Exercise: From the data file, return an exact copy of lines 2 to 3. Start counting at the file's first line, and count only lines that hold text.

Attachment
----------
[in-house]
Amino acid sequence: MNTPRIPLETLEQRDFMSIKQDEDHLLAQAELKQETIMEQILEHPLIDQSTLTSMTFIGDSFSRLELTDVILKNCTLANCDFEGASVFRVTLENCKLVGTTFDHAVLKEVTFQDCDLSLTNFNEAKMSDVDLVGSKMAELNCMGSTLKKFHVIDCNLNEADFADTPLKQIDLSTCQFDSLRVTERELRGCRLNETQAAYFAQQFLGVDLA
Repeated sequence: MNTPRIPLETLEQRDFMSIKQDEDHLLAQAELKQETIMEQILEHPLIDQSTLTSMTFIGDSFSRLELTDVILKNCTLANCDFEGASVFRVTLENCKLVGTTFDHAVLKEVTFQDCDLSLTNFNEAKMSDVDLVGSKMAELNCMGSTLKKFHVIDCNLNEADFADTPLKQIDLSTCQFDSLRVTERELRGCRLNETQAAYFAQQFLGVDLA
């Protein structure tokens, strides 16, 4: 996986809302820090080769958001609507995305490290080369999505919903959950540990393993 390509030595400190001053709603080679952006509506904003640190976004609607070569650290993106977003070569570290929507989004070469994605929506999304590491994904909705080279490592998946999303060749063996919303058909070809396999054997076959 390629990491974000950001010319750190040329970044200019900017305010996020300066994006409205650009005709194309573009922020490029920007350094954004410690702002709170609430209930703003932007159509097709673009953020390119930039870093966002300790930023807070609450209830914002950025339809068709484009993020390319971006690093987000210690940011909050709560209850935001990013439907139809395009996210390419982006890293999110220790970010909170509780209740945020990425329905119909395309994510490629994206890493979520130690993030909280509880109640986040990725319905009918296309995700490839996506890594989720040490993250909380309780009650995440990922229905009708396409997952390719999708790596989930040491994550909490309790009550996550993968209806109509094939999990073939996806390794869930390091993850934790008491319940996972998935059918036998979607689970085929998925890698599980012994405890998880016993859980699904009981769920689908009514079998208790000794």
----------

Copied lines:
Amino acid sequence: MNTPRIPLETLEQRDFMSIKQDEDHLLAQAELKQETIMEQILEHPLIDQSTLTSMTFIGDSFSRLELTDVILKNCTLANCDFEGASVFRVTLENCKLVGTTFDHAVLKEVTFQDCDLSLTNFNEAKMSDVDLVGSKMAELNCMGSTLKKFHVIDCNLNEADFADTPLKQIDLSTCQFDSLRVTERELRGCRLNETQAAYFAQQFLGVDLA
Repeated sequence: MNTPRIPLETLEQRDFMSIKQDEDHLLAQAELKQETIMEQILEHPLIDQSTLTSMTFIGDSFSRLELTDVILKNCTLANCDFEGASVFRVTLENCKLVGTTFDHAVLKEVTFQDCDLSLTNFNEAKMSDVDLVGSKMAELNCMGSTLKKFHVIDCNLNEADFADTPLKQIDLSTCQFDSLRVTERELRGCRLNETQAAYFAQQFLGVDLA